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I really don't understand this...

 

One second people want more interlining, more services going more places.

 

and then suddenly they want less.

 

Make up your minds.

 

That being said, a lot of these ideas still don't take capacity, storage, or dead miles into account.

 

What use is having the M and F share the same tracks from Broadway-Layfette all the way to Briarwood? you're removing 6th avenue service west of Roosevelt Avenue, the very reason the V was created. Passengers will ether need to backtrack to Roosevelt or transfer at 7th onto already crowded B and D trains.

 

then again, I'm still opposed to the existence of the Orange M because of it's capacity loss on Queens Blvd and 6th (shorter trains) and 4th avenue (only the R running local) and the fact, regardless of what people who can't do math say, it harmed more than it helped. (22,000 riders were using it for midtown vs 27,000 for Nassau from both ends of Brooklyn. 

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8 hours ago, Kamen Rider said:

What use is having the M and F share the same tracks from Broadway-Layfette all the way to Briarwood? you're removing 6th avenue service west of Roosevelt Avenue, the very reason the V was created. Passengers will ether need to backtrack to Roosevelt or transfer at 7th onto already crowded B and D trains.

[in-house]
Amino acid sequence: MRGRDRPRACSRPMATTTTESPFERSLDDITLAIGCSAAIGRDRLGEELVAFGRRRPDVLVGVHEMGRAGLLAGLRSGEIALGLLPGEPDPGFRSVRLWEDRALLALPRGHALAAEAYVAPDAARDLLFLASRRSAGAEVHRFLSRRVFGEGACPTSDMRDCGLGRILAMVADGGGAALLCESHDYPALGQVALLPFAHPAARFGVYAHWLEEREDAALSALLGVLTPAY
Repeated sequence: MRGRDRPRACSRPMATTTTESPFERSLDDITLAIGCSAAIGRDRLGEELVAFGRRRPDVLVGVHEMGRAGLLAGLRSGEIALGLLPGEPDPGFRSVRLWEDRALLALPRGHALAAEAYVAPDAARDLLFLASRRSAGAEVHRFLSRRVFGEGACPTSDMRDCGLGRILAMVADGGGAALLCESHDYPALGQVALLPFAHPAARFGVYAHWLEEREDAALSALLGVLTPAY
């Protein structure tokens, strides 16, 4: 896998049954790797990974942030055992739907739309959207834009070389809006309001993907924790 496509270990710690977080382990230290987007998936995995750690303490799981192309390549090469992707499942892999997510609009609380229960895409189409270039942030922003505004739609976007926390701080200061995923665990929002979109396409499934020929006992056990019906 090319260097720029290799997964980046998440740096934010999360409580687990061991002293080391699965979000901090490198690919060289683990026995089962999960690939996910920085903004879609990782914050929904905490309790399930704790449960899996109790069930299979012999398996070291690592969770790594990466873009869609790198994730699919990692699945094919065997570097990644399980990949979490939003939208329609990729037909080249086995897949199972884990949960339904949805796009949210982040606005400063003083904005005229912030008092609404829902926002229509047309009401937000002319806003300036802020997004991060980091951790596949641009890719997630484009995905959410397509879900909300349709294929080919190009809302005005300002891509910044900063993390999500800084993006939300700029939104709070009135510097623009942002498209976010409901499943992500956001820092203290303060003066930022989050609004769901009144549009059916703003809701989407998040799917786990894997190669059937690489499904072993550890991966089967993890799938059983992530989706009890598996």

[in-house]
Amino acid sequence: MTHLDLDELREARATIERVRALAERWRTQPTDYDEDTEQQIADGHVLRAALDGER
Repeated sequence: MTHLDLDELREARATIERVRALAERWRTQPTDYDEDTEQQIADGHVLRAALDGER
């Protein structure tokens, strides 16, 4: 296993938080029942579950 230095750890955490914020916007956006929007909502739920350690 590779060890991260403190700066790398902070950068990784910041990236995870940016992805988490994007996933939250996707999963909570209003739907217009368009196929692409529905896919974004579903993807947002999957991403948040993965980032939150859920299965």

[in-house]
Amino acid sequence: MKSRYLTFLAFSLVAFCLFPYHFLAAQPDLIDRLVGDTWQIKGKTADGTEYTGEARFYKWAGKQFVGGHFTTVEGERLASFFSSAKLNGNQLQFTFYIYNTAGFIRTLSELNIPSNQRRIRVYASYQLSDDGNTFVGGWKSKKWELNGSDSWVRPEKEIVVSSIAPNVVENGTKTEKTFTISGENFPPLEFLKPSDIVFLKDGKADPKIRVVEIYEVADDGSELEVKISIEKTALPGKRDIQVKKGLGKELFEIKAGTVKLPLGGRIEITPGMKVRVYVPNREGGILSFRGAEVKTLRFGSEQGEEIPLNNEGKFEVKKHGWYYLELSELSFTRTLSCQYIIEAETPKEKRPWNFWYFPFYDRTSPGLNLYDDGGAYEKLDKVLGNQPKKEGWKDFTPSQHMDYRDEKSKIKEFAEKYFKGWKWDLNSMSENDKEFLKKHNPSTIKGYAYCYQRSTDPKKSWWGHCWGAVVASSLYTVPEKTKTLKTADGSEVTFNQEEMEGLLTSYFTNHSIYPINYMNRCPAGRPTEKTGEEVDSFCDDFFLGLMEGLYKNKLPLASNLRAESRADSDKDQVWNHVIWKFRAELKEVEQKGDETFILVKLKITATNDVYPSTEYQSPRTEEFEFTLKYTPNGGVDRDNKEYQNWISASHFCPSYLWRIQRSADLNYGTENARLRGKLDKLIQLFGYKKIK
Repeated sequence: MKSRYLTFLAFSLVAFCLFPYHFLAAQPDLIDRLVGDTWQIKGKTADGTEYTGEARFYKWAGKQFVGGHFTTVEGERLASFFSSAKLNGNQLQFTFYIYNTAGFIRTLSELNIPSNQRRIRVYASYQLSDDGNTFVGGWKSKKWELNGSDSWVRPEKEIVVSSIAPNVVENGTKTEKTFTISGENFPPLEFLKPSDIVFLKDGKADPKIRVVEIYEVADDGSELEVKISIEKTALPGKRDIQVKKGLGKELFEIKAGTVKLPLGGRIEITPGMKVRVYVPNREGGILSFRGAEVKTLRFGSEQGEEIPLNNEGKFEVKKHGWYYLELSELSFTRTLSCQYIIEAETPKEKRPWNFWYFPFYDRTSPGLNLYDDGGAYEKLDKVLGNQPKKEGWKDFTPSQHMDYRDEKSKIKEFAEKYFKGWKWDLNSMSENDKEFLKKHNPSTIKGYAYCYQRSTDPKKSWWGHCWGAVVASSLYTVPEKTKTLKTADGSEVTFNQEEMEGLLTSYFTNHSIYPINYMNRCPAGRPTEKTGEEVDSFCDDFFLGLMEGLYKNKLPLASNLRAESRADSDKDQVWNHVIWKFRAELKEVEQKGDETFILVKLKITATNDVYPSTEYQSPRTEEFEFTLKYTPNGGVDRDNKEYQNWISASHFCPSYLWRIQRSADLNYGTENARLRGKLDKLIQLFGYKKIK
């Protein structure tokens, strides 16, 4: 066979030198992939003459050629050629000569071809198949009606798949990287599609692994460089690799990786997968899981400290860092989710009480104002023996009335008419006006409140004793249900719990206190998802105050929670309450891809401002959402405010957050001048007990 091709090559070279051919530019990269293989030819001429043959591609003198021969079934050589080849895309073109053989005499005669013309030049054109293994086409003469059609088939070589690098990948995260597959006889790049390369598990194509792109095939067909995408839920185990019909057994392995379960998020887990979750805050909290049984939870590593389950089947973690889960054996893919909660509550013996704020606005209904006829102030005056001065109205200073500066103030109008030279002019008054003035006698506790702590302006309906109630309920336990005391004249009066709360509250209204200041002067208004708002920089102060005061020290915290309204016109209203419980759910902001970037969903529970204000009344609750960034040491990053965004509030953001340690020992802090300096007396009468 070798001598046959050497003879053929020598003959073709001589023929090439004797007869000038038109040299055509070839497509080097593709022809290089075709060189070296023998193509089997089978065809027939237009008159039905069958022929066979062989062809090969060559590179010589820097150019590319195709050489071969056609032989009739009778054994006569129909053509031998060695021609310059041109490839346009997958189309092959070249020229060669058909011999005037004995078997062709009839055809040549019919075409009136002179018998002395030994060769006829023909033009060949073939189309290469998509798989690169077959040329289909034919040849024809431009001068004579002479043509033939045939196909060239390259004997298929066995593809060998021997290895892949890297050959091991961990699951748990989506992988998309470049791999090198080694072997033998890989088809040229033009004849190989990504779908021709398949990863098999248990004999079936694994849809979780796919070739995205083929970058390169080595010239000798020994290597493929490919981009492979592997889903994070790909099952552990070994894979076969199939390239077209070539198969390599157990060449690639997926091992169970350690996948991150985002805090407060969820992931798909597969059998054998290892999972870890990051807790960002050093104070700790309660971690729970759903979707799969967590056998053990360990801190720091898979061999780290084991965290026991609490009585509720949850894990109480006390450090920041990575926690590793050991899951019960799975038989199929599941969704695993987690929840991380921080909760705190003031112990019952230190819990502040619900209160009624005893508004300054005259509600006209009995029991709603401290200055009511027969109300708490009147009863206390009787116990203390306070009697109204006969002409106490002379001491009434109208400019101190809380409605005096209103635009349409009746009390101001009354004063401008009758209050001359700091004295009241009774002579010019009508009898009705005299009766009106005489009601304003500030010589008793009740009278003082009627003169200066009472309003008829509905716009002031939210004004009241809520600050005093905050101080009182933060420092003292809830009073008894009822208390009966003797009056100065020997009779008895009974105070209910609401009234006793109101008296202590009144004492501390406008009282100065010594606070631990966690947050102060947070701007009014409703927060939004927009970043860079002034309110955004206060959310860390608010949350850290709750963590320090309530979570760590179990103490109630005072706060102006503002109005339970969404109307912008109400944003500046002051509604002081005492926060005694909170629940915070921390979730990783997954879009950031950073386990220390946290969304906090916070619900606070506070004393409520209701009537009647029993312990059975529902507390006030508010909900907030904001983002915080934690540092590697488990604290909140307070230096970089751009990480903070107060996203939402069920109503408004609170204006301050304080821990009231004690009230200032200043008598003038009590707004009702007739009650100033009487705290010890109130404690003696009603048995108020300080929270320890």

The (V) was created to provide more Manhattan-bound *anything* on Queens Boulevard. Beyond it serving 53 while half of expresses went to 63, its destination was unimportant. 

The reason deinterlining like that makes sense is twofold: the only way to increase cap to/from Queens w/o new tunnels is by pairing 8th and 53, Broadway and 63, and 6th and 63. With that taken as given, you can still interline at 36th, but as @shiznit1987 pointed out in earlier discussions, that guarantees load imbalance, whereas full deinterlining ensures all cap is used well. Yeah, riders will have to transfer from local stations, but the (B)(D) are neither at train or track capacity, so a non-issue. IMO the only really valid 

8 hours ago, Kamen Rider said:

then again, I'm still opposed to the existence of the Orange M because of it's capacity loss on Queens Blvd and 6th (shorter trains) and 4th avenue (only the R running local) and the fact, regardless of what people who can't do math say, it harmed more than it helped. (22,000 riders were using it for midtown vs 27,000 for Nassau from both ends of Brooklyn. 

Capacity exists in context. Running 300' RPK shuttles is a capacity loss too...but we don't need 600' of train there. QB local and 6th can be handled on 480' trains just fine, Whether or not QB express can be handled thus (or w/ 540' trains) is an open question, but generally, it's time for platform extensions out there...